I'll never forget the time the program chair introduced a panel on the subject "Trust in Trying Times." The panelists were a group of public relations professionals who had been through the corporate scandals and stock dalliances of their respective corporations. She began by telling the story of the donkey that had fallen into a well and no matter how he screamed or squirmed, the farmer couldn't get him out. To put the poor animal out of his misery, the farmer and all the neighbors took shovels full of dirt and poured them down the well. Surprised to see the dirt coming, the donkey shook each shovelful from his back to the ground and stepped on it. After a time, the well filled up and the donkey stepped out of the well and ran off. It was the perfect story because despite all the dirt that had been shoveled at these corporate public relations people, they had lived to tell about it.
Something happens to an audience when it knows there's a joke or punch line coming. People seem to relax. They can have fun before they have to start paying attention and learn something. Linus Pauling's philosophy that laughter is the best medicine is at play here. So, look for an appropriate joke, story, or moral to relax your audience from the start.
Unfortunately, the program chair didn't know when to stop and reduced her own moral by saying that the donkey came back and did the farmer and all the neighbors in, which is what happens when you try to cover your ass.
One way to open a speech is to ask the audience at the beginning what they hope to learn about the subject. One at a time, audience members raise their hands, asking the questions that they usually have to save for the end. The element of surprise can be a great attention-getter and actually helps the speaker tailor his or her remarks to the announced interest of the audience.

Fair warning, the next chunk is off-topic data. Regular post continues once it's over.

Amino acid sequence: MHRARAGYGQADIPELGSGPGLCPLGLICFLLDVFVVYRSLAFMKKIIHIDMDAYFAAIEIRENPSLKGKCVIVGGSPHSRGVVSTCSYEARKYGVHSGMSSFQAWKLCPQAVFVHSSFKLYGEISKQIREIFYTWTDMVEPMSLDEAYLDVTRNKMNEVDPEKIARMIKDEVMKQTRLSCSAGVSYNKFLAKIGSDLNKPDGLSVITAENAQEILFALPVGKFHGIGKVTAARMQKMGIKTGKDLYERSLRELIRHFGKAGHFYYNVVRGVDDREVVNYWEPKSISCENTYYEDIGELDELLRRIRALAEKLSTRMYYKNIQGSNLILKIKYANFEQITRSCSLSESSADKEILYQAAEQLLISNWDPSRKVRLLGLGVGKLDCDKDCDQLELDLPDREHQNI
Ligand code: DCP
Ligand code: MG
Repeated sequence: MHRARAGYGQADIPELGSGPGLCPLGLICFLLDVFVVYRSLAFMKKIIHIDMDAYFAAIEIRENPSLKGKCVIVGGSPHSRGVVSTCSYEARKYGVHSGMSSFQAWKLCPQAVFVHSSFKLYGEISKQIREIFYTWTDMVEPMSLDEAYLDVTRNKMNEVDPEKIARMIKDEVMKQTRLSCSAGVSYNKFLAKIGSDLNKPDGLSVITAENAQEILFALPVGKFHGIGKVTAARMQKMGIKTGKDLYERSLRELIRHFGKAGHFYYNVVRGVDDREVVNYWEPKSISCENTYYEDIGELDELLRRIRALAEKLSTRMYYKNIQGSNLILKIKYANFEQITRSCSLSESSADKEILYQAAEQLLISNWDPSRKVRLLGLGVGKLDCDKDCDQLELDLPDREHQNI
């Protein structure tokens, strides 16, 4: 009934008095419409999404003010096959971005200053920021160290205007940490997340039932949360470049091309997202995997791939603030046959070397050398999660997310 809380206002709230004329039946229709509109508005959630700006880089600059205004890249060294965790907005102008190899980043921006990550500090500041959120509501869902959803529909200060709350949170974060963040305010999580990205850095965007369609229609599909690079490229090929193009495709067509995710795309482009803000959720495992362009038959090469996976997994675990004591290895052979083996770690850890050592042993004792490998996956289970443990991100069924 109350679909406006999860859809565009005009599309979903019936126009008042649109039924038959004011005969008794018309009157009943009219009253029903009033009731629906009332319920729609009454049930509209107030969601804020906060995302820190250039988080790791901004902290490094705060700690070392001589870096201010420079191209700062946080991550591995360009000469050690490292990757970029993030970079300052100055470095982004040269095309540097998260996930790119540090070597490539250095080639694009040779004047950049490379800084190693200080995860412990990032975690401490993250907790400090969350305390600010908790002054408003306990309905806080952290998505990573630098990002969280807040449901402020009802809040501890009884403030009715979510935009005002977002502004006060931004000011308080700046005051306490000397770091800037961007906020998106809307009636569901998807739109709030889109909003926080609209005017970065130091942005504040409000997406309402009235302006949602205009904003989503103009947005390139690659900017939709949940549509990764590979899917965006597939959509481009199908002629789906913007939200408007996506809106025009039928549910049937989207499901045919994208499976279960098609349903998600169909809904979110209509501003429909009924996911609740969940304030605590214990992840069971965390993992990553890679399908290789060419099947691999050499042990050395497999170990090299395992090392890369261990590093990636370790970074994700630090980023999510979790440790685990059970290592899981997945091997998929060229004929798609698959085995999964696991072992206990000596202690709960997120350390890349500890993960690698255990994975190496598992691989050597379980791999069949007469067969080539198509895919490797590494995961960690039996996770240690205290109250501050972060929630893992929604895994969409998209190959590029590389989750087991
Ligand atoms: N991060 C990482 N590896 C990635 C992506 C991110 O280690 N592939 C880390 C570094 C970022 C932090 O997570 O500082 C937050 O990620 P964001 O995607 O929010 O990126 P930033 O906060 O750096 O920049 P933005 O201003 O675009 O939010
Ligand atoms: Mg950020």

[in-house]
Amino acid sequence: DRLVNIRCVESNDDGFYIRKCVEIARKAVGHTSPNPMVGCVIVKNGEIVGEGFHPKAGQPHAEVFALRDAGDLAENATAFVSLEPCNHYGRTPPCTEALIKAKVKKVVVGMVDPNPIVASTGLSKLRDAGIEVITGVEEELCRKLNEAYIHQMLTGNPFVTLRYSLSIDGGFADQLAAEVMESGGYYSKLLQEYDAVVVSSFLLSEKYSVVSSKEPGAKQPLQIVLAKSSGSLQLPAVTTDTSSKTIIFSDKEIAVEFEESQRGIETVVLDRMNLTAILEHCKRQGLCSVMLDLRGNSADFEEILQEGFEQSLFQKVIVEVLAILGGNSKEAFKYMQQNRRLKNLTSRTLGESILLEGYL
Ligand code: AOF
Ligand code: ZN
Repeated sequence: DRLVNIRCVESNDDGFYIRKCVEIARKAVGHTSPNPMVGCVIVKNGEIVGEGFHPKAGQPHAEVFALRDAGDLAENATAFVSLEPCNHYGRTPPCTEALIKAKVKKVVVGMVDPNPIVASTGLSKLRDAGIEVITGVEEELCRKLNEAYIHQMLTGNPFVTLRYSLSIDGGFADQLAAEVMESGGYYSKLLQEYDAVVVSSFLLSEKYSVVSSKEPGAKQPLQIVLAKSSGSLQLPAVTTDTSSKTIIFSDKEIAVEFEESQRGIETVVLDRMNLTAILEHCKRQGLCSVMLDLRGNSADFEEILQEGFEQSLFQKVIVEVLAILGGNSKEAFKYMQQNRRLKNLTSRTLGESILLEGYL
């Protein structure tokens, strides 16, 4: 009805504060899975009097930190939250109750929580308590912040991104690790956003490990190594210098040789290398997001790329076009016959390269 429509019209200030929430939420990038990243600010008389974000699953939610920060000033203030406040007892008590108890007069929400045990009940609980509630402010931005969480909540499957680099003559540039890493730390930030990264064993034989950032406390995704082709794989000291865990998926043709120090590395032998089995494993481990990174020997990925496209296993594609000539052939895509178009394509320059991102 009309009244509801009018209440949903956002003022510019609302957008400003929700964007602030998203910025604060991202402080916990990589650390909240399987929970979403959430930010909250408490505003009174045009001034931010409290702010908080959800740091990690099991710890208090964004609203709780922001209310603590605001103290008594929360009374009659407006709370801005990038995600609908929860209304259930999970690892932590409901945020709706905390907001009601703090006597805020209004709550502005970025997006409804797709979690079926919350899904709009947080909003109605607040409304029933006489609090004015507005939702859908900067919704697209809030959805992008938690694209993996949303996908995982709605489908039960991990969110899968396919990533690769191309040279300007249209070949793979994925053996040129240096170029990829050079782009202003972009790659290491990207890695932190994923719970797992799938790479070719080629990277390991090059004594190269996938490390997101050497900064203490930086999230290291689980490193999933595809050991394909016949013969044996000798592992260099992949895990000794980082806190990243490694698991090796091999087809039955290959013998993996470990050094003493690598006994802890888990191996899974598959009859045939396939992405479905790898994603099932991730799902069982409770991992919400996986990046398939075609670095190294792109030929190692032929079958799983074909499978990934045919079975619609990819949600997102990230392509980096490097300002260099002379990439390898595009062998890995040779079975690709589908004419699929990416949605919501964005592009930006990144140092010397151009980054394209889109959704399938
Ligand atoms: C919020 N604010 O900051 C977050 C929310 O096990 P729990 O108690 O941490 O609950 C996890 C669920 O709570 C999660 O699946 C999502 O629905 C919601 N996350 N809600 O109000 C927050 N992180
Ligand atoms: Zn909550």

The danger of this approach, of course, is that if the questions are entirely out of left field, the speaker's prepared remarks may seem irrelevant. One speaker, very experienced with his subject, added to the attention-getting by good-naturedly wadding up the paper with his prepared remarks and tossing it away. "Okay, then," he said with a laugh. "Let's talk about what you want to talk about."
It did intrigue the audience with what they were missing and he knew his subject well enough that he eventually included everything, but in a customized way.
If you need, as most of us do, your prepared speech for security and talking points, you may want to phrase your opening question this way: "One of my favorite T-shirts reads 'Life Is Short, Eat Dessert First.' Because "dessert" in after-dinner speeches is usually the questions and answers, let's start with those so I'll make sure to include what you came to hear."
This technique allows you to give the entire audience the impression that you have listened to them before speaking. If you ask them to say their names along with their questions, you can reference them by name when you get to the pertinent points they've asked about.
Avoid this technique, though, if you suspect a hostile audience or one that may have competitors who would take the floor and your time to grandstand.
Another speaker began her speech by arranging her mobile phone to ring the minute she arrived at the podium. She pretended to answer it and used the phone to begin the speech on Technology: Tools of the Future.
Skits can backfire, however. Once, in the name of attention-getting, my colleagues and I began a speech with a sales scenario where everything was done wrong but we failed to tell the audience what we were doing. Our audience was a group of take-no-prisoners salespeople — some got it, but most didn't. We lost our credibility from the start and never got it back.
Another speaker on time management failed to tell the audience that he was merely pretending to be disheveled and disorganized at the beginning of his speech in order to make the point that disorganization wastes time, energy, and focus. He never got another chance to make an organized first impression.
I once started an afternoon conference workshop about 10 or 15 minutes late. Trying to be cool, I failed to mention that my delay was a result of my morning flight to the city being canceled due to weather and then taking heroic measures to fly to a nearby city, rent a car, and drive through a torrential rainstorm to make the event at all!